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The 2013 Truck King Challenge

From a fleet perspective, real-world testing of the one-ton truck segment is very important.


March 28, 2013
By Howard J. Elmer

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From a fleet perspective, real-world testing of the one-ton truck segment is very important. After all, these vehicles work for a living, and how well they work – not what colour they are – is what buying decisions are based on. Here’s how three popular Big Three models stand up to the tests your business will give them.

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To test towing capabilities, the trucks were hooked up to 14,500-lb. fifth-wheel trailers.


 

This year the Canadian Truck King Challenge decided to concentrate on this segment, testing the Ford F350 head to head with the Chevy Silverado 3500 and the Ram 3500. Each of these was the Crew Cab, long box, four-wheel-drive, diesel-powered versio equipped with a removable fifth-wheel hitch. Our testers were two 2012s (the Ram and the Ford) along with a 2013 Chevy. While we prefer to always compare same-year models, we conceded that the Ford is virtually unchanged for 2013. The Ram, though, will be substantially changed next year – but it is unavailable until the end of the first quarter of next year. So, we appreciate Ram being involved because while we were already aware of the planned changes for 2013 – namely, Cummins diesel updates, new chassis and new air suspension – having the 2012 really demonstrated not only the areas that were lacking but also how it compared to both the Ford and Chevy that were both new in 2011. In essence they have offered a truck doomed to lose – yet the fact the company is changing almost everything we could be critical of this year speaks to its competitiveness.

Testing this year was conducted in southwestern Ontario in and around London. The first day we ran the trucks empty from Toronto (200 km) to London, then we hitched them to three similar fifth- wheel RV trailers. These weighed in at around 14,500 lb. each. We then spent the day doing a 400 km tour with the judges (of which there were five) switching up every 80 km. Each judge, therefore, was able to spend at least an hour hauling with each truck – and sit as a passenger on two legs to evaluate the interior design, comfort and conveniences in each truck from a crew perspective. It’s worth mentioning right here that this is the fifth time we have run the Canadian Truck King Challenge in the last six years, skipping only 2008 when the industry was in crisis.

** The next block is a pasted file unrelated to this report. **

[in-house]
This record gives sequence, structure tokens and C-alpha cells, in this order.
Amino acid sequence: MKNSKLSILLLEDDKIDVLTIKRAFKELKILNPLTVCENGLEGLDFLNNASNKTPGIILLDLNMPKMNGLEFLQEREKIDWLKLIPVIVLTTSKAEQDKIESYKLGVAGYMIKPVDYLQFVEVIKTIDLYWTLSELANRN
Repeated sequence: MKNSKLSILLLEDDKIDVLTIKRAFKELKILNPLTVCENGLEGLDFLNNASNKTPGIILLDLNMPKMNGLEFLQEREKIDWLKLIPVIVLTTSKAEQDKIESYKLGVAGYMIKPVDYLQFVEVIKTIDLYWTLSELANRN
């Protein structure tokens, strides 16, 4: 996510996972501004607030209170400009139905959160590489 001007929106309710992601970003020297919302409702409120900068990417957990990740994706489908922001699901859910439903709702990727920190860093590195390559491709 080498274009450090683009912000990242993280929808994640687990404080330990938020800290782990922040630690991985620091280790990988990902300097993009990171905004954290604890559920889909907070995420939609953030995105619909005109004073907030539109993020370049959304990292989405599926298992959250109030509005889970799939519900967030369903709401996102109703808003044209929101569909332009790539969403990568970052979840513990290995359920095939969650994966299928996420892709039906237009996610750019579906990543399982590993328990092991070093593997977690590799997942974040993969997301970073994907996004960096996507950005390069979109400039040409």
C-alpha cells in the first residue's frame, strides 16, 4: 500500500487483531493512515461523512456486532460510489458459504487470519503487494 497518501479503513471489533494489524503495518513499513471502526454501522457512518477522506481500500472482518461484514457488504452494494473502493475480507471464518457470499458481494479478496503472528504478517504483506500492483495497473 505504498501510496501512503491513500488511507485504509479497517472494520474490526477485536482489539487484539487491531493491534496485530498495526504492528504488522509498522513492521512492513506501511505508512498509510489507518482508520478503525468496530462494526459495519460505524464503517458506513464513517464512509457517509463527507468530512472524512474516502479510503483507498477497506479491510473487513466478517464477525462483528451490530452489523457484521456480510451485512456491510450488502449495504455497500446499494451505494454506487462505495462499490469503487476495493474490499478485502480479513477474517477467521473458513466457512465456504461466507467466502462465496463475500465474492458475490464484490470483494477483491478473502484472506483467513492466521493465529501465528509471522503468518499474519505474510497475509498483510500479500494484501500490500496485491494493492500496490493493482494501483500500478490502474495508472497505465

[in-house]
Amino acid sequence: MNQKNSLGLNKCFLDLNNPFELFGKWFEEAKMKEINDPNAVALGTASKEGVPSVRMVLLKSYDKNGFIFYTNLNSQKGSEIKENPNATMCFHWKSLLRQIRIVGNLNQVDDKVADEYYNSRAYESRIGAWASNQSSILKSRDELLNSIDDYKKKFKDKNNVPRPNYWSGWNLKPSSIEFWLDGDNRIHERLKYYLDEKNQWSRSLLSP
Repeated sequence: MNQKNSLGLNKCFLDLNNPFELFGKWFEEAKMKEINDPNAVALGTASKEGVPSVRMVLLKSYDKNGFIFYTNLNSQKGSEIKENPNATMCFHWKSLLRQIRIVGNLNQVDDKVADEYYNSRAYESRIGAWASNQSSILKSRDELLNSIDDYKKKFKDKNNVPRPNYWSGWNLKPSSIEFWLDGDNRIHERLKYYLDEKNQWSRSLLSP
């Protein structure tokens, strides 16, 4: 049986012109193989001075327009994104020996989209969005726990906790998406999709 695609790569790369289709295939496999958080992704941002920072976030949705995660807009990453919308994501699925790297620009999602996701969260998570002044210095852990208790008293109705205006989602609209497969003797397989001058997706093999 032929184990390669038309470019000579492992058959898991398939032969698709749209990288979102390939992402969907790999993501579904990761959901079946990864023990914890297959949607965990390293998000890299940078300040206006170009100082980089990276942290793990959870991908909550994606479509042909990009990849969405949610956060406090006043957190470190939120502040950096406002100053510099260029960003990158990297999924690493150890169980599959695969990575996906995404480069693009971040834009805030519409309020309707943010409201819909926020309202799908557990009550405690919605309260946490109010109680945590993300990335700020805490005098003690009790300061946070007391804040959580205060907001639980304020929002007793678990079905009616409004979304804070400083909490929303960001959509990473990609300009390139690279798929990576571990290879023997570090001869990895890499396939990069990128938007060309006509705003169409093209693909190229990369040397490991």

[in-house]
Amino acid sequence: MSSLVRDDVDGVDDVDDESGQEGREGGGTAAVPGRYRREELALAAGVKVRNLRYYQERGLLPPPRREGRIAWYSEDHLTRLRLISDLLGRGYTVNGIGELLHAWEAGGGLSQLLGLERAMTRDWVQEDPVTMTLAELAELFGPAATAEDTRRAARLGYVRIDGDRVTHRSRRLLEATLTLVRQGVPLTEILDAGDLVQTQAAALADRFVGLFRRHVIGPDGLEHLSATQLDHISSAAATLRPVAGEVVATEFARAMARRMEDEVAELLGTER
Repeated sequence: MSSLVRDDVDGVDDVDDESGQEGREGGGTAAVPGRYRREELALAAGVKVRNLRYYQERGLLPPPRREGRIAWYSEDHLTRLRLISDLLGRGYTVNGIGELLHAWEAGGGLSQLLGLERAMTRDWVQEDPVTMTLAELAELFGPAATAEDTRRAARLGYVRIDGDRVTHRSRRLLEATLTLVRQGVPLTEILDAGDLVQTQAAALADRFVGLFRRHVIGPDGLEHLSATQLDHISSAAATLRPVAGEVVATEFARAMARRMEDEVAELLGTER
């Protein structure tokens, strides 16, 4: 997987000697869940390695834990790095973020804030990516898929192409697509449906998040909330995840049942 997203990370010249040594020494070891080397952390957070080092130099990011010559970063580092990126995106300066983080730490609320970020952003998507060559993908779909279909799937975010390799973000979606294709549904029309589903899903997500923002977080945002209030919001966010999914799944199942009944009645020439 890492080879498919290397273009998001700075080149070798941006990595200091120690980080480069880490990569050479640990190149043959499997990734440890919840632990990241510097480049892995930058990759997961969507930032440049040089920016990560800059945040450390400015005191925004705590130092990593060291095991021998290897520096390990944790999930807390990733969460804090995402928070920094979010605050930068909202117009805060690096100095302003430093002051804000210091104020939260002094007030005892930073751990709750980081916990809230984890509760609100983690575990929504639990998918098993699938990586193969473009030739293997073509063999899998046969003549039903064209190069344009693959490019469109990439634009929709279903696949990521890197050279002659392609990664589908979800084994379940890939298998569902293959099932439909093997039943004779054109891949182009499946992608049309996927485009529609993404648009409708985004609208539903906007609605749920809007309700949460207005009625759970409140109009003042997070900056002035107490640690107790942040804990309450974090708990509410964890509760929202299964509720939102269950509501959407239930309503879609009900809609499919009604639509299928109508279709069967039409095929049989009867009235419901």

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So with all this in mind, we towed our fifth-wheel trailers through wind and rain (because it always rains during Truck King – just lucky, I guess) on highways and byways. After a full day of towing, we put the trucks to bed. The following day was dedicated to payload. As with any test, we had to go with the lowest published weight, and this year that was the Ram at 4,600 lb. Roof Mart, an IKO company in London, loaded us up with pallets of singles, which weighed in at 4,480 lb. Each pallet was four feet wide, four feet high and five feet long. Watching the trucks drop under that weight was fascinating. We then set off on a 300 km loop, down to Lake Erie and back, where we once again cycled through the trucks as judges.

Judges’ comments
The 2013 Canadian Truck King Challenge took on the task of evaluating the three Detroit-designed one-ton pickup trucks from Ford, Chrysler and GM last month. This is the fifth year the challenge has been held, each year looking at a different segment in the truck market. Last year, for instance, we tested the five most popular half-tons – however, this year the HD segment (which has had the most recent updates) deserved scrutiny.

About the Ford F350, Andy said, “Zero-to-100-kilometre acceleration with a trailer was 21 seconds. Very quick – anything under 30 seconds is considered adequate when towing.”

Jil said, “I liked the flat rear floor and the big, easy-to-use vents. It has confident brakes, but with a payload it squats the most of any truck. It rides fine, just looks bad.”